BEIJING: Almost two months after he dashed to Beijing following the disappearance of his son’s flight, Yan Jiacheng finally left a hotel he shared with other desperate Chinese relatives, still clinging to the hope that he could be alive.
“I don’t want to leave of course, but I have no choice,” Yan told AFP as relatives drove him 800 kilometres (500 miles) home after Malaysia Airlines said it would no longer provide accommodation in Beijing.
Softly spoken and non-confrontational, Yan was one of the quiet ones at the Lido hotel in the Chinese capital.
The hotel became a powder keg of conflict between highly emotional relatives seeking answers about their missing loved ones, and airline officials and Malaysian government representatives stymied by the way flight MH370 vanished.
Yan’s younger son Yan Ling, 30, was one of the 153 Chinese passengers on the flight — making up two-thirds of those on board.
The last time the pair had spent time together was when Yan Ling returned to the family home for Chinese New Year in late January. The annual pilgrimage is replicated in tens of millions of homes across the country, where high-achieving offspring often find work in the booming cities after university, rather than in their backwater hometowns.
During regular family briefings at the hotel, the 60-year-old would sit near the back of the hall, sipping a cup of iced water provided by airline support staff and lifting his head only during the occasions when tempers frayed. Sometimes he would find solitude away from the insults and allegations, sitting outside in the car park with his thoughts and a cigarette, while relatives burst out of the door behind him sobbing into their handkerchiefs.
In the early days after the plane’s disappearance, the signs of sleepless nights were etched on his face, with bags under his eyes and his thin hair ruffled.
Now Yan is more outwardly composed, but inside he remains crippled.
He has “felt nothing but despair”, he says, since his life was turned upside down by a phone call from his son’s girlfriend on the morning of March 8, 56 days ago. “She said two sentences. She told me ‘The plane is missing. Yan is missing’. Then she said nothing more, as she burst out crying,” said Yan, from Yancheng in the eastern province of Jiangsu.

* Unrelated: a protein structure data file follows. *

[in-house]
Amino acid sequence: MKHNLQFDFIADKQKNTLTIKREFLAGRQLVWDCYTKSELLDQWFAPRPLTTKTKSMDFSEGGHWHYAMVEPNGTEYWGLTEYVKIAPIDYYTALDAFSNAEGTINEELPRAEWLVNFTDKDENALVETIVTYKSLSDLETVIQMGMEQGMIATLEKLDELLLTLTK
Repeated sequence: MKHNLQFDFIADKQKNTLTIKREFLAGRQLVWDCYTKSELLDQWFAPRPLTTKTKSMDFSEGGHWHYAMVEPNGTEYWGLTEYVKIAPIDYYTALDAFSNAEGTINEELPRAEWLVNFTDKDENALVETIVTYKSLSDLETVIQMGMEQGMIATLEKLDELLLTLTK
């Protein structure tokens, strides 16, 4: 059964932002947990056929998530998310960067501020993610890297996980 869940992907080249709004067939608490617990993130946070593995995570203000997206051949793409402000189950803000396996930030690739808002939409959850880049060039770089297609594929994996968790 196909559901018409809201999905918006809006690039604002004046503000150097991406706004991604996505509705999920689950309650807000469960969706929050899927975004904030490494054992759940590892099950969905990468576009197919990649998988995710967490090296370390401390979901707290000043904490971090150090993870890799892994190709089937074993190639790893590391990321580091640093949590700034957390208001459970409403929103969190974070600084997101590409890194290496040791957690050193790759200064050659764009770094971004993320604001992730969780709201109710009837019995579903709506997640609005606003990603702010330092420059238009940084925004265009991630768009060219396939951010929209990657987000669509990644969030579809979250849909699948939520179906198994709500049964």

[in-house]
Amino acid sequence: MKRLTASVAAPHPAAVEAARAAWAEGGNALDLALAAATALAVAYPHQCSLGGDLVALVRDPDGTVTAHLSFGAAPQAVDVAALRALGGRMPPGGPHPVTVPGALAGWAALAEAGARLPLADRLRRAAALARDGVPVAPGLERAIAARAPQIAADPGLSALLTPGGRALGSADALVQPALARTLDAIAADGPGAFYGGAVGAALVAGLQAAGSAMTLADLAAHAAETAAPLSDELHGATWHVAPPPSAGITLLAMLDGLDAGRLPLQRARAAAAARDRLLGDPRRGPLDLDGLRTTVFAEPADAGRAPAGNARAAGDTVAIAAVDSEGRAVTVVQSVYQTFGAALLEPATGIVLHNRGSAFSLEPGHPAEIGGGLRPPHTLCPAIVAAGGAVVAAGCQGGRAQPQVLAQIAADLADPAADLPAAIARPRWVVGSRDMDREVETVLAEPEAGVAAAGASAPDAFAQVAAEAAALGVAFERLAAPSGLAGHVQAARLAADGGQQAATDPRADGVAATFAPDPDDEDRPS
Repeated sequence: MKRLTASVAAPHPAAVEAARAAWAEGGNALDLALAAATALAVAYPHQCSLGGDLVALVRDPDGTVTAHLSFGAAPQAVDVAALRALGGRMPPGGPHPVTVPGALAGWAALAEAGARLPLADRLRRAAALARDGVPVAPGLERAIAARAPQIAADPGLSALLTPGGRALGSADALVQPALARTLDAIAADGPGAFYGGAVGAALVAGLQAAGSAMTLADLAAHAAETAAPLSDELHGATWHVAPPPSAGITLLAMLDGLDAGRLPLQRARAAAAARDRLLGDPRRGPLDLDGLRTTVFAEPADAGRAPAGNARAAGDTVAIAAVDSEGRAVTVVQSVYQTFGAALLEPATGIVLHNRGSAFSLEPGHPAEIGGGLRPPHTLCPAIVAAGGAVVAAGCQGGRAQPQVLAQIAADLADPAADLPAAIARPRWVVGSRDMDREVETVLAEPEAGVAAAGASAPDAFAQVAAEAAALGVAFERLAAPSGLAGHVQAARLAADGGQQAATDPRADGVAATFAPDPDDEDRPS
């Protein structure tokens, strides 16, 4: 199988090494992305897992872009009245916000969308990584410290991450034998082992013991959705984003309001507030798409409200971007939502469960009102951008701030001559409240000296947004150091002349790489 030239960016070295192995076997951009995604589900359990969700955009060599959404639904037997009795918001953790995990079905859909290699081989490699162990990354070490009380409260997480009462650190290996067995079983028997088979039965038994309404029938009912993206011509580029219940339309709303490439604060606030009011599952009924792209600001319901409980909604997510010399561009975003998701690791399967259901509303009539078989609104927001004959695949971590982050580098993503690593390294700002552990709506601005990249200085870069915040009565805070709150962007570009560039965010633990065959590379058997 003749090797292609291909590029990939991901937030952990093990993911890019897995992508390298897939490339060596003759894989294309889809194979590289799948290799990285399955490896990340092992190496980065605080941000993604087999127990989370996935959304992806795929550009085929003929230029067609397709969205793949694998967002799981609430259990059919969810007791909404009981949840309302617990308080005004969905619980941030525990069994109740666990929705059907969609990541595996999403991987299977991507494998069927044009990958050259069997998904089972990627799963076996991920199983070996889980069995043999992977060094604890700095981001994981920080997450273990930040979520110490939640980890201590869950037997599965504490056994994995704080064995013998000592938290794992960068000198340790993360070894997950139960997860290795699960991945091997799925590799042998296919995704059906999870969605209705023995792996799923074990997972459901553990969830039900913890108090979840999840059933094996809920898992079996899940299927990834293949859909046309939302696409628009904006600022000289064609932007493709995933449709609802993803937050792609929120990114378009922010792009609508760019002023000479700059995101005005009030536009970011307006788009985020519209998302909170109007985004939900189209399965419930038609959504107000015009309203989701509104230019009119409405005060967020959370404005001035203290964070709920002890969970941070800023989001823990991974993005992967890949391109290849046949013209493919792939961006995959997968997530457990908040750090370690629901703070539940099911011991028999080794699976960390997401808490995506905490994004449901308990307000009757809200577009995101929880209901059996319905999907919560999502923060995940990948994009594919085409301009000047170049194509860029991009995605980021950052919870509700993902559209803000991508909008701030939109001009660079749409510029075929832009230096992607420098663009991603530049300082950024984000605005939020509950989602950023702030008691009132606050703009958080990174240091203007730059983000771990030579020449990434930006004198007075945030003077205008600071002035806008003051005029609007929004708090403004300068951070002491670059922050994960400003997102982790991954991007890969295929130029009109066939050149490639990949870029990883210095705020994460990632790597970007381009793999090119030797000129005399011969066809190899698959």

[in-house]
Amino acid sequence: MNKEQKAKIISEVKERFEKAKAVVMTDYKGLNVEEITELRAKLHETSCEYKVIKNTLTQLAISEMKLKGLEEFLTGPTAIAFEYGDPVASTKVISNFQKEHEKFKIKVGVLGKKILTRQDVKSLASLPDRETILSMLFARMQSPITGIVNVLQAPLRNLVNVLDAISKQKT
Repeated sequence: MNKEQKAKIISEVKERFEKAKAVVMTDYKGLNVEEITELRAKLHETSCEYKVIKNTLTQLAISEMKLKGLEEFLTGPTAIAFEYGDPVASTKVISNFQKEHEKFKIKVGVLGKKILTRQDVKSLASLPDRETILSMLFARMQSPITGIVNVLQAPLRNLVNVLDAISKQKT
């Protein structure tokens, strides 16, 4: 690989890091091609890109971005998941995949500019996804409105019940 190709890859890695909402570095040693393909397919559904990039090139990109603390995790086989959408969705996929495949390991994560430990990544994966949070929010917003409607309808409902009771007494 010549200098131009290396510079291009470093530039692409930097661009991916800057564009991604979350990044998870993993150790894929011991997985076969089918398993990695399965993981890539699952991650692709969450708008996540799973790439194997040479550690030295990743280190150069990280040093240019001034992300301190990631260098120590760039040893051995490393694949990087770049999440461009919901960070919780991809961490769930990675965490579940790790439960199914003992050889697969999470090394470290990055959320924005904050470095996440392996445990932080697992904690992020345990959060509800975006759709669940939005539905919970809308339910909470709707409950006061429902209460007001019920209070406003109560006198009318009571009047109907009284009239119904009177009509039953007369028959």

His son’s boss telephoned him to say that the aircraft was missing and he should travel to the capital. “I dropped everything and made the journey here.”
There were no flights available to Beijing from nearby airports, so he had no choice but to buy a standing ticket on a train which took “a day and night”.
Even at normal times the crowded journey would be gruelling. In the circumstances it was mental torture.
“The plane has gone. The plane has gone. I knew it was something terrible,” he said, recalling the thoughts that raced through his mind.
Yan described his missing son as “introverted”, but his tone brightened as he proudly exclaimed: “His boss says he is an excellent worker. A really good engineer.”
Yan Ling works for a medical equipment company in Beijing’s Haidian district and had travelled to Malaysia on a work-sponsored “short-study trip” with a colleague, his father said.
The family are close, said Yan, who was joined in Beijing by his elder son while his wife, who has health problems, stayed in Yancheng.
A vast multi-national search has failed to find any sign of wreckage, and some Chinese relatives have embraced improbable conspiracy theories of hijackings and hostage-takings.
At times the reality of the most likely outcome hits Yan.
“The passengers have probably already died,” he said. “I think so, but I don’t dare to tell my family that.”
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